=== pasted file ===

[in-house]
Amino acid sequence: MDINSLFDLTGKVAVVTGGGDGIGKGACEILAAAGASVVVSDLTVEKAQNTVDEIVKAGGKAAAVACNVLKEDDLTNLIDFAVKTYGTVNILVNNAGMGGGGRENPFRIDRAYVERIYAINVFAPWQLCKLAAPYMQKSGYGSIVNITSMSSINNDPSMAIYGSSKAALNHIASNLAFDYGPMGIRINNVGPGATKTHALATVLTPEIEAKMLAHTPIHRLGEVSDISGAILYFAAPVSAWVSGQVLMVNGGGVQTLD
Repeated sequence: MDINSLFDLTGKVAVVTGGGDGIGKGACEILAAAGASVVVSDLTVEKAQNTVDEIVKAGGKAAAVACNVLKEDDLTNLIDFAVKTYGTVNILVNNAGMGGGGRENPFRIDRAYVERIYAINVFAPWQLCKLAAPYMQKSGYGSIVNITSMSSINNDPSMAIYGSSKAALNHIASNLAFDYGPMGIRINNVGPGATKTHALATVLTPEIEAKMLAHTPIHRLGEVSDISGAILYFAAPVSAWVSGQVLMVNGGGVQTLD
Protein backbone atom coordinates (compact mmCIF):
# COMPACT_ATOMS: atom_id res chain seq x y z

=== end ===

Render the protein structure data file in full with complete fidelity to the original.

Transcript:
[in-house]
Amino acid sequence: MDINSLFDLTGKVAVVTGGGDGIGKGACEILAAAGASVVVSDLTVEKAQNTVDEIVKAGGKAAAVACNVLKEDDLTNLIDFAVKTYGTVNILVNNAGMGGGGRENPFRIDRAYVERIYAINVFAPWQLCKLAAPYMQKSGYGSIVNITSMSSINNDPSMAIYGSSKAALNHIASNLAFDYGPMGIRINNVGPGATKTHALATVLTPEIEAKMLAHTPIHRLGEVSDISGAILYFAAPVSAWVSGQVLMVNGGGVQTLD
Repeated sequence: MDINSLFDLTGKVAVVTGGGDGIGKGACEILAAAGASVVVSDLTVEKAQNTVDEIVKAGGKAAAVACNVLKEDDLTNLIDFAVKTYGTVNILVNNAGMGGGGRENPFRIDRAYVERIYAINVFAPWQLCKLAAPYMQKSGYGSIVNITSMSSINNDPSMAIYGSSKAALNHIASNLAFDYGPMGIRINNVGPGATKTHALATVLTPEIEAKMLAHTPIHRLGEVSDISGAILYFAAPVSAWVSGQVLMVNGGGVQTLD
Protein backbone atom coordinates (compact mmCIF):
# COMPACT_ATOMS: atom_id res chain seq x y z